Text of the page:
Why the Timing Looks Right for Japan

Global Chief Investment Officer
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On last week’s Behind the Markets podcast, we had the pleasure of speaking to Jesper Koll, Senior Advisor to WisdomTree, about the current state of Japanese markets and politics. Japan has a new prime minister, and a noted value investor Warren Buffett just made a $6 billion investment in five Japanese stocks, highlighting some opportunities.

Japan’s PM Steps Down

While Prime Minister Abe resigned due to health reasons, there is consistency and stability in Japanese politics given that the new prime minister, Yoshihide Suga, was a leader in Abe’s administration and orchestrated many of his policies. Fiscal and monetary stimuli look firmly in place, with the head of the Bank of Japan (Governor Kuroda) remaining in his job until 2023, and the head of the finance ministry remaining the same as under Abe.

Japan pushed the envelope for fiscal expansion supported by central bank easing, but raising the consumption tax created challenges. Suga made it clear that the consumption tax will not increase for the next 10 years. There also has to be a general election by late 2021, so keeping fiscal spigots open will be part of the strategy to rally support.

Warren Buffett Invests in Japanese Companies

We spoke to Koll about why Buffett bought positions in five Japanese trading companies. We’ve recently covered this topic in some detail, outlining the other reasons beyond cheap valuations.

No Yen Exposure: An underappreciated point is that Buffett made these Japan investments while also neutralizing his yen exchange rate risk. Most investors leave currency unhedged, and I think Buffett shows that focusing on buying inexpensive overseas assets—focusing solely on the equity opportunity while taking currency exposure off the table—is the most sensible way to allocate over the long run.

Japan for Global Cyclicals Trade: Some investors are positioning for a market rotation from defensive sectors and technology outperforming to more cyclical ones leading the charge over the near term. Japan is one of the most cyclical growth stories around the world, as 60% of listed company profits comes from overseas. A decade ago, America was 50% of Japanese corporate profits, but now it is down to less than one-quarter. China is up from 8% to more than 20% of profits and is experiencing a V-shaped economic recovery after the initial rout caused by the pandemic. Koll expects earnings surprises from the growth in China. He also anticipates that Japan will benefit from rising U.S. tensions with China as companies need to find new places to do business.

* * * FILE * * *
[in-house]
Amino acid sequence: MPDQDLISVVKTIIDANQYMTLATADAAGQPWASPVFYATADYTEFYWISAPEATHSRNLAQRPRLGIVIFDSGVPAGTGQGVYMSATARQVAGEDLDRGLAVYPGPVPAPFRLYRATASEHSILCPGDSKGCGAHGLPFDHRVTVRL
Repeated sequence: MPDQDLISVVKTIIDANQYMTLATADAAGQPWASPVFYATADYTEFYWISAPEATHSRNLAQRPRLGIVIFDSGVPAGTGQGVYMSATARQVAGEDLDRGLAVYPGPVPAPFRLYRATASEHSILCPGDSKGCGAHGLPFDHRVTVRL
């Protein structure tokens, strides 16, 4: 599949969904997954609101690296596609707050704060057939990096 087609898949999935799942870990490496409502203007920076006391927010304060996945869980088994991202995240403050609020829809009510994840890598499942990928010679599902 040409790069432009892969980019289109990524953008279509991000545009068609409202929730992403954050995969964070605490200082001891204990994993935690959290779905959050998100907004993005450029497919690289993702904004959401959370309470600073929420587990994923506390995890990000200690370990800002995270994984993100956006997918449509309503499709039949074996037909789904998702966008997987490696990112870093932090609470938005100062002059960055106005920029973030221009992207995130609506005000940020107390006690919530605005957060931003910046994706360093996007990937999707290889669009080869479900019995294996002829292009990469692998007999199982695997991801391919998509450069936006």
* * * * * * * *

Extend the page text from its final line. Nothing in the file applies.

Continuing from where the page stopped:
Japan’s Small Caps as Strategic Allocation for Next 3–5 years: Koll sees a merger and acquisition boom on the horizon with mid-size companies consolidating. This should be very good news for small-cap companies as a structural play for Japanese markets.

Tesla Killer? Japan is known for its car companies, and Koll sees developments at Toyota (through sheer volume of production) and Nissan innovating in the electric vehicle space as a “Tesla killer.” That will be interesting to watch, given the importance of car companies to large-cap Japan.

You can listen to the full conversation with Jesper Koll below.


For more investing insights, check out our Economic & Market Outlook


About the Contributor
Global Chief Investment Officer
Follow Jeremy Schwartz

Jeremy Schwartz has served as our Global Chief Investment Officer since November 2021 and leads WisdomTree’s investment strategy team in the construction of WisdomTree’s equity Indexes, quantitative active strategies and multi-asset Model Portfolios. Jeremy joined WisdomTree in May 2005 as a Senior Analyst, adding Deputy Director of Research to his responsibilities in February 2007. He served as Director of Research from October 2008 to October 2018 and as Global Head of Research from November 2018 to November 2021. Before joining WisdomTree, he was a head research assistant for Professor Jeremy Siegel and, in 2022, became his co-author on the sixth edition of the book Stocks for the Long Run. Jeremy is also co-author of the Financial Analysts Journal paper “What Happened to the Original Stocks in the S&P 500?” He received his B.S. in economics from The Wharton School of the University of Pennsylvania and hosts the Wharton Business Radio program Behind the Markets on SiriusXM 132. Jeremy is a member of the CFA Society of Philadelphia.